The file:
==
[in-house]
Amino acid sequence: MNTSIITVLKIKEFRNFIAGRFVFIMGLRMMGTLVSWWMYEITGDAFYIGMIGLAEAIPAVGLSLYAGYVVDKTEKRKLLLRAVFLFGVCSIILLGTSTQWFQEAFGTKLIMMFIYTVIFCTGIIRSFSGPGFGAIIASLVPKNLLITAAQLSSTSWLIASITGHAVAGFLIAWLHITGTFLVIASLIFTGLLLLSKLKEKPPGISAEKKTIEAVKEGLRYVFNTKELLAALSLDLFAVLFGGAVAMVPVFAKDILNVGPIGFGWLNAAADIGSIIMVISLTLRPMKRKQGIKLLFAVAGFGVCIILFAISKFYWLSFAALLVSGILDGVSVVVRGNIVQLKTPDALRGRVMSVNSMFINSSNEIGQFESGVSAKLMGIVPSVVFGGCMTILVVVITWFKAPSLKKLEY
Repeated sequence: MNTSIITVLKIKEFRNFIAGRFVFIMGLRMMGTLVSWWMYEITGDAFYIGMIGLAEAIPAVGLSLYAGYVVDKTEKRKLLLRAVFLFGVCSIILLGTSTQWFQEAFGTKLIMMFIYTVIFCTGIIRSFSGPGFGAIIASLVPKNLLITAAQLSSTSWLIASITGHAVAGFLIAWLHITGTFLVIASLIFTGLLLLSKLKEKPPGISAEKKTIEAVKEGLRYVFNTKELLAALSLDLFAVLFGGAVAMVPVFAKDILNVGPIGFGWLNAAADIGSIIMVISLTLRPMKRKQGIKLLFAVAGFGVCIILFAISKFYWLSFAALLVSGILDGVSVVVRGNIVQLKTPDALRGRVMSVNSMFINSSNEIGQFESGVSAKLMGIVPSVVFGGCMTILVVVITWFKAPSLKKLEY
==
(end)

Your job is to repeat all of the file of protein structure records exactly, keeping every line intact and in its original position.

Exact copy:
[in-house]
Amino acid sequence: MNTSIITVLKIKEFRNFIAGRFVFIMGLRMMGTLVSWWMYEITGDAFYIGMIGLAEAIPAVGLSLYAGYVVDKTEKRKLLLRAVFLFGVCSIILLGTSTQWFQEAFGTKLIMMFIYTVIFCTGIIRSFSGPGFGAIIASLVPKNLLITAAQLSSTSWLIASITGHAVAGFLIAWLHITGTFLVIASLIFTGLLLLSKLKEKPPGISAEKKTIEAVKEGLRYVFNTKELLAALSLDLFAVLFGGAVAMVPVFAKDILNVGPIGFGWLNAAADIGSIIMVISLTLRPMKRKQGIKLLFAVAGFGVCIILFAISKFYWLSFAALLVSGILDGVSVVVRGNIVQLKTPDALRGRVMSVNSMFINSSNEIGQFESGVSAKLMGIVPSVVFGGCMTILVVVITWFKAPSLKKLEY
Repeated sequence: MNTSIITVLKIKEFRNFIAGRFVFIMGLRMMGTLVSWWMYEITGDAFYIGMIGLAEAIPAVGLSLYAGYVVDKTEKRKLLLRAVFLFGVCSIILLGTSTQWFQEAFGTKLIMMFIYTVIFCTGIIRSFSGPGFGAIIASLVPKNLLITAAQLSSTSWLIASITGHAVAGFLIAWLHITGTFLVIASLIFTGLLLLSKLKEKPPGISAEKKTIEAVKEGLRYVFNTKELLAALSLDLFAVLFGGAVAMVPVFAKDILNVGPIGFGWLNAAADIGSIIMVISLTLRPMKRKQGIKLLFAVAGFGVCIILFAISKFYWLSFAALLVSGILDGVSVVVRGNIVQLKTPDALRGRVMSVNSMFINSSNEIGQFESGVSAKLMGIVPSVVFGGCMTILVVVITWFKAPSLKKLEY